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There’s always so much talk about New Years Resolutions in January.  I stopped doing resolutions a number of years ago, but didn’t really replace it with anything.  Resolutions usually mean that something’s wrong with you or something’s wrong with how you’re doing something, and it needs to be fixed.  It’s also more often than not, a platform from which we feel guilt and shame when we don’t achieve the thing(s) that we resolved to do.  It is very result oriented and usually ends in failure, causing you to feel worse than before you made the resolution!  I prefer intentions rather than resolutions.  Intentions have more flexibility and don’t tie us into a certain outcome.  It’s about being more mindful and aware of something you want to bring into your life.  By creating and really being aware throughout the day of your intention, there is more likelihood of you manifesting it.

In one of my workshops I encourage women to think about something that they want, and really why they want it.  Then post it on a note that you look at everyday.  My intention is to manage stress.  That sounds lovely, but to really make an intention beneficial, you need to go a little deeper.  I want to be able to manage stress better so that I can be the best version of myself and achieve what I want to do.  There will be more ease in my life and it will make everything (and everyone!) a bit easier.  While I practice gratitude in the morning (more on that below) and mindfulness in the day, my intention is to change up (or improve) specifically my morning ritual to include stretching and a morning meditation that includes affirmations.  I have this posted on my mirror and look at it everyday.  I find this the easiest way to make a change.  You could try this with so many things.  Another example is to drink more water. Think about why you want to drink more water, and not just because you know you should!  Do you want to get more energy, improve your skin, boost your immune system, flush out toxins??  For sure!  Post it where you will see it and look at it everyday.  Setting, writing out, and looking at your intention often (or at least morning and night) will help you to make it happen.  Give it a try if you haven’t already!

In an Instagram post I did earlier this month, I mentioned how 2017 started out.  I was very excited and had the idea that I was going to “celebrate” everything and jot down the good things that happened each week and put it in a nicely decorated jar.  Then within that first week my Mom passed away and suddenly everything changed.  The special jar got thrown into a drawer.  It didn’t seem to apply anymore.  It was definitely a hard year, though it got a little better in the second half.  Some good things happened for my Dad, myself, and my family.  Though we missed her everyday (and still do), and tears sometimes happen, there were things to be happy about.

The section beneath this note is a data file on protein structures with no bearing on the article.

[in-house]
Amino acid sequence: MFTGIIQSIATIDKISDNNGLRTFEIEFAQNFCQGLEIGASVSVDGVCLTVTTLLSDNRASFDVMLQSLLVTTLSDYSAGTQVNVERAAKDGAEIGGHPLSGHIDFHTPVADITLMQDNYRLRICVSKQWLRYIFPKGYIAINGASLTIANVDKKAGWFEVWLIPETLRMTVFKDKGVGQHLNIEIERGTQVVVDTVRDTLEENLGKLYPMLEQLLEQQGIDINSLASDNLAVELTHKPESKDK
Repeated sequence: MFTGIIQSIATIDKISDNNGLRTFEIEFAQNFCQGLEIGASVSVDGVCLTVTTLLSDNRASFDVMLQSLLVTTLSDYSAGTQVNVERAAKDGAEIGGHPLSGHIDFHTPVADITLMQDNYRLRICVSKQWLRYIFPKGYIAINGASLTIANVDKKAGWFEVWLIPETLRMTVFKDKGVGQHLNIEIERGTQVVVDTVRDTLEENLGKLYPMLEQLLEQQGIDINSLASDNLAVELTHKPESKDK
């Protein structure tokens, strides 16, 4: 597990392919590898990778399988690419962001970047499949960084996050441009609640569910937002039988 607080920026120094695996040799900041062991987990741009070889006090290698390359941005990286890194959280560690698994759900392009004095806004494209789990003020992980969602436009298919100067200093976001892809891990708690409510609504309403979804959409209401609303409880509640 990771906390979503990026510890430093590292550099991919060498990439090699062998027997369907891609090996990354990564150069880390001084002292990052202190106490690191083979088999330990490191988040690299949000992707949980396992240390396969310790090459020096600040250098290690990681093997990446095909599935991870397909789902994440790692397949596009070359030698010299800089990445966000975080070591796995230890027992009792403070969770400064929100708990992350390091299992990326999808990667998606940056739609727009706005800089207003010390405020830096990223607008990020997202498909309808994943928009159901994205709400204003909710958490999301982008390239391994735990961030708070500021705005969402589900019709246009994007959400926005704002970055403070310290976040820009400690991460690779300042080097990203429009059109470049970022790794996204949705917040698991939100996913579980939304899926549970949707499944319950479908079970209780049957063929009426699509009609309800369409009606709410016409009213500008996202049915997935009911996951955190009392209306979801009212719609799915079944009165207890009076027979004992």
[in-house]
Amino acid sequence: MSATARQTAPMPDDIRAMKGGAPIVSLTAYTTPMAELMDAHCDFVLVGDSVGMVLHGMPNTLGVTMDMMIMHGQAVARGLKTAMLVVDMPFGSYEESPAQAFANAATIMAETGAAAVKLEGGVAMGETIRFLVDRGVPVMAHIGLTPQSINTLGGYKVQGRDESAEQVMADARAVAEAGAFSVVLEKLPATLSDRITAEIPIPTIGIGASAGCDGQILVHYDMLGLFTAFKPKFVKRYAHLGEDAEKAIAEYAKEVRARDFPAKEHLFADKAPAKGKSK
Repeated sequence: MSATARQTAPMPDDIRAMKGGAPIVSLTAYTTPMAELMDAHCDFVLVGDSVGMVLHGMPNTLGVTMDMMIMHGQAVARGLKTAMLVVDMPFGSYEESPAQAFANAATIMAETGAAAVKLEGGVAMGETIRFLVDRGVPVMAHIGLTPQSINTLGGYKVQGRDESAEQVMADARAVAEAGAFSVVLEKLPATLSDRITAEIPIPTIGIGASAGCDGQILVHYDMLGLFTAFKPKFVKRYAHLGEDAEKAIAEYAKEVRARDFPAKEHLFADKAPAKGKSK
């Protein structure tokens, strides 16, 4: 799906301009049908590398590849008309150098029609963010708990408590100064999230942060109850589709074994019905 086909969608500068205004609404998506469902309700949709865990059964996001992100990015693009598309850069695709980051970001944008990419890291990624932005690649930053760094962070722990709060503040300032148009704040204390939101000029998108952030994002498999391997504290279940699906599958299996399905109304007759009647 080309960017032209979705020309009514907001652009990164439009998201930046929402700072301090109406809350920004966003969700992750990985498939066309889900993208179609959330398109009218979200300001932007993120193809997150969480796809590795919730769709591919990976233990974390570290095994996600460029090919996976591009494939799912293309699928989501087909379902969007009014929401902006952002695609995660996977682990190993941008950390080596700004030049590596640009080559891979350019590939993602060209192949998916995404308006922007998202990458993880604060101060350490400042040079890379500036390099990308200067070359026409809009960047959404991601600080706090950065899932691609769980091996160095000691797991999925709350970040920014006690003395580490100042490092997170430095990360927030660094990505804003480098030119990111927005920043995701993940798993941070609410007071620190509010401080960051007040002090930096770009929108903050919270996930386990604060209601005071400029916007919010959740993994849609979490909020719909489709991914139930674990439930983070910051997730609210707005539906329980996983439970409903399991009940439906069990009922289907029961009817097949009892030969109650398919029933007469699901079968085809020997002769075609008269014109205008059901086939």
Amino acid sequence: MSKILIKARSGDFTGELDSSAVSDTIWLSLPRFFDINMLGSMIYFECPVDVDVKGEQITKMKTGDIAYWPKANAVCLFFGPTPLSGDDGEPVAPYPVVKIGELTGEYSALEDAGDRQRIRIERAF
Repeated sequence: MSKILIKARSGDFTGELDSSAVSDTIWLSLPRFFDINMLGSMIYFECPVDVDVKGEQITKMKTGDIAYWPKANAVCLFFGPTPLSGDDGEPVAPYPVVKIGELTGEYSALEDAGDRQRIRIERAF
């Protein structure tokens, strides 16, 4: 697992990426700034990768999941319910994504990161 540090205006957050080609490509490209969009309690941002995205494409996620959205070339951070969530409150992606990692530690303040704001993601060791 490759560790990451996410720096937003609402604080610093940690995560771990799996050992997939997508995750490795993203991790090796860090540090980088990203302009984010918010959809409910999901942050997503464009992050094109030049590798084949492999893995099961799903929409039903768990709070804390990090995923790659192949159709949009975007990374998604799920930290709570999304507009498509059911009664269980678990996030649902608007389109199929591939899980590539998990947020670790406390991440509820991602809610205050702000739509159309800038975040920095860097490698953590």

In January 2017 the thought of being grateful for anything was tough.  Because I had a foundation in mindfulness, as well as gratitude, I slowly brought it back into my days.  It is actually amazing what habitual gratitude can do for you. Many people who practice gratitude write it down daily.  I think that’s awesome!  I actually don’t write it down, but it’s part of my morning ritual.  Every morning I step outside (I just peek my head out when it’s -25 as it was recently)!  I take several deep abdominal breaths and think about at least three things that I’m grateful for.  It could be as simple as my warm robe and a sunny day.  Or it might be the family that I’ve been blessed with.  It might be the fact that I’m able to run and jump and be physically active.  Whatever it is that I think about, I don’t just list the thing quickly. I really think about “why”.  For example, I’m grateful that I can be physically active … because it allows me to spend time with my family and friends doing activities I love to do.  Gratitude not only makes us happier, it makes us more resilient, it makes us stronger emotionally.  (Okay, I’m still going to be an emotional, empathetic person. That won’t go away. But I’ll be more resilient in dealing with the things that come my way).  It also improves self esteem and lowers the risk of depression.  It even heightens our immune system, decreases blood pressure, and helps us sleep better.  Often, we tend to focus on the negative, or things that aren’t as we’d wish.  Changing the focus and adding more gratitude into our days is definitely a win-win!